To cap off this trip I'll be attending my 20 year high school reunion. Thanks to magic of facebook, a good deal of communication has been happening with the old high school class leading up to it. I'm sure that will be good times as well as a very stark reminder of many more changes that have taken place. Maybe I'll talk about it. Stay tuned to find out.

Sunday, July 15, 2018

Change is the Only Constant

As you saw in my last post I recently bought a Suburban for hauling the family on our outdoor adventuring. Well, today was the day that the Land Cruiser met it's new owner. If I had the resources to keep it, I would have, but when it comes down to it, letting go is healthy.

For me changing cars is a big deal psychologically. In my mind it's all tangled up with the life that I lead while it was a part of my life. It was especially hard this time because drooling over 80 series Land Cruisers was a part of my adolescence during the time when those cars were new. Any other car I would probably have replaced long ago, but I always decided to fix rather than replace. Over and over. To the point that I earned a few snickers from unbelievers. I bore the snickers with pleasure.

But time marches on. Family needs change and cars get old. I was planning on getting another year out of it at least, but then the siren song of Craigslist found me the Suburban ahead of schedule.

It worked to my advantage, though. Since I was planning on having it for a while longer, I had just put some new parts on it and it was running GREAT. I mean, in some ways it was running better than when I bought it in 2007. (Of course, there were some other ways that it was wearing down, too.) That translated into me selling it for more than I thought. Would you believe I sold it for only $700 less than I bought it for? 10-1/2 years later.

But now I've picked another vehicle that is unique. My Suburban is a 2500, which they don't make anymore. I'll keep it going.

So this is just another change in a growing list of changes that we've been through in the last year. We sold our house, said goodbye to a pet and close friend, and now this. There have been other changes, but by far these are the biggest. I was thinking about this the other day. The Empress Court chapter was a crucial chapter in our lives.

In January 2014 I wrote the blog post, "The Good Old Days" where I said I would likely look back on that time in my life as the good old days. Right now I feel like I'm standing at the beginning of the next chapter, looking back. Those three big changes I mentioned all started close to the same time. We bought the Land Cruiser in September 2007. Then Jake came along in August 2008. Finally in October 2009 we bought the Empress Ct house.

In about two years our life transitioned from a student/newlywed situation into an early career couple looking to build a life. It was in that house and we stayed for a little over eight years. Now, within seven months we've transitioned out of it. We're wondering when we're going to buy our second house and we're in the throes of young child rearing. (sometimes I think "throws" would be more accurate.)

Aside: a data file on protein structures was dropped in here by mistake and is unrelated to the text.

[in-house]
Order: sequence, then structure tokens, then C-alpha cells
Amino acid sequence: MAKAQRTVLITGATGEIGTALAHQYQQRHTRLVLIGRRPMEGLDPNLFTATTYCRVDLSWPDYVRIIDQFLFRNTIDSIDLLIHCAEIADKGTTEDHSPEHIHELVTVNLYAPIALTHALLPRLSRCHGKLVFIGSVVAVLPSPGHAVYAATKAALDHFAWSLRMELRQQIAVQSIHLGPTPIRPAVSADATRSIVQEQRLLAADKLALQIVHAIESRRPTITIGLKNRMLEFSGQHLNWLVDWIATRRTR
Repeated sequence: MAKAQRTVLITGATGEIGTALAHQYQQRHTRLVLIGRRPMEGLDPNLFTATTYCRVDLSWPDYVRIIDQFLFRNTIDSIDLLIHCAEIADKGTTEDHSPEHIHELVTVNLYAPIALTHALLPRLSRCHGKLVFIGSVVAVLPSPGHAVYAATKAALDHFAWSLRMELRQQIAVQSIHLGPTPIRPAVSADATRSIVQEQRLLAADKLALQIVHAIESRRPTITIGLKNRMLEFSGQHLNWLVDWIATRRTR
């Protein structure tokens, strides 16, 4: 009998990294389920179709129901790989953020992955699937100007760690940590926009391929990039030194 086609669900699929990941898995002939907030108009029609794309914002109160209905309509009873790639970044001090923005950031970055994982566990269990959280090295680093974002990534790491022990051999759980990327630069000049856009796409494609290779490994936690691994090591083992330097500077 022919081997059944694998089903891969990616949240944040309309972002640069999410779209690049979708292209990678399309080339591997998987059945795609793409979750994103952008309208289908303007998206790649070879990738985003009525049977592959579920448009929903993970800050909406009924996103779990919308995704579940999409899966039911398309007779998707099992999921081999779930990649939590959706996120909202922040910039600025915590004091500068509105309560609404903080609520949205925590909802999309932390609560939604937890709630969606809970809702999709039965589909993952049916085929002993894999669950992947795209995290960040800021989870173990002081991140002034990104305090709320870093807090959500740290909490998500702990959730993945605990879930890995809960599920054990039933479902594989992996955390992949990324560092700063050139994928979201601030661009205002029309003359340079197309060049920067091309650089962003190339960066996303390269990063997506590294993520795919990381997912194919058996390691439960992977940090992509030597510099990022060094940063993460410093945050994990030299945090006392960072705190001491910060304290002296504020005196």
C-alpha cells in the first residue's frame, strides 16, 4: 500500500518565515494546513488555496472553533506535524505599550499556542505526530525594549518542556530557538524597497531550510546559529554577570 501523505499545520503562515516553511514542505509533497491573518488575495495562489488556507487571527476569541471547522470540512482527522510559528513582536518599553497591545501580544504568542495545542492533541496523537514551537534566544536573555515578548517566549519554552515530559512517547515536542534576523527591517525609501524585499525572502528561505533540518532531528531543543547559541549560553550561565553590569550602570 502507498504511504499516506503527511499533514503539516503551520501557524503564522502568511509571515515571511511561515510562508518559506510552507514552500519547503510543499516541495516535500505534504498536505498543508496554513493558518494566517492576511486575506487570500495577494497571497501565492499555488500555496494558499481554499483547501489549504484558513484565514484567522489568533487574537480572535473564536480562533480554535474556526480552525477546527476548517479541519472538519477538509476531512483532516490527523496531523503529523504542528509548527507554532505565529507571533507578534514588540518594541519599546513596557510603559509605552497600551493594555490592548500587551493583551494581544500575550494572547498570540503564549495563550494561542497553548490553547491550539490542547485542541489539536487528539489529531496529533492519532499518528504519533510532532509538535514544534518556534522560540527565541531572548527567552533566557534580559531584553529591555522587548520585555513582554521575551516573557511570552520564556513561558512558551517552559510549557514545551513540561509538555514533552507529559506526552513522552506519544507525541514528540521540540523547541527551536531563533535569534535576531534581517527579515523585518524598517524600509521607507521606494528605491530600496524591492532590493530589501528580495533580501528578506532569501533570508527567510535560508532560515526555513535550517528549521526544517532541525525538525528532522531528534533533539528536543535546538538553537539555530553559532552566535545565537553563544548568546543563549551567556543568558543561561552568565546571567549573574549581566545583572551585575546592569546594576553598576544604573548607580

Of course, that will always be the house where our family came together. It was a hard decision to leave it, but I feel it was right. It's the same with the Land Cruiser. The time is right but change always takes some getting used to. Even good change.

Friday, June 01, 2018

Full Circle

I have come full circle.

I didn't buy my first car for myself until I was 21 years old. Almost 22 for that matter. I got home from Brazil in August 2001, but didn't buy a car right away. I spent some time driving an old truck my grandpa was letting us use, but after a while it was time for me to take the next step.

My best friend was a big fan of Jeeps and I thought I liked them too. As a result, I was looking for a Jeep Cherokee for my first car. In that search my brother and I ended up at this little mom and pop used car lot in Bountiful looking at one. On that same lot was this magnificent beast.

I don't know what it is about Suburbans that has always appealed to me, but this machine had me at first sight. It was a 1991 with a 150,000 or so miles for only $5,000. It was a steal. I loved driving it, but I probably looked a little silly driving around in a 9-passenger suburban all by myself. All the time.

Of course, for a college student working a swing shift job as a courier for a bank, this was a poor decision. I had rationalized it by saying that the cost of ownership of this would not be substantially more than a Jeep Cherokee. This, of course, is not really true. I mean, some things are comparable. Tires would be the same and gas is close (about 15-17 mpg for the Jeep and 12-14 mpg for the Suburban), but I didn't have the infrastructure to service it. Right after I bought it I got to buy a new rear end to the tune of $850.

In the end, my lucrative monthly income of just under $1,000 per month wasn't enough, even though I only had a $150 payment. I remember planning my trips for the week. I was driving kind of a lot. During this period I was attending the Redwood Campus of Salt Lake Community College and my job was at 3200 West and 2100 South. I had classes and work each day and each week I had enough for those trips which only added up to about 30 miles a day. Oh, and I also had some budget for weekend shenanigans. Of course.

Look man, that 33 gallon tank didn't fill itself (at $1.29 a gallon)!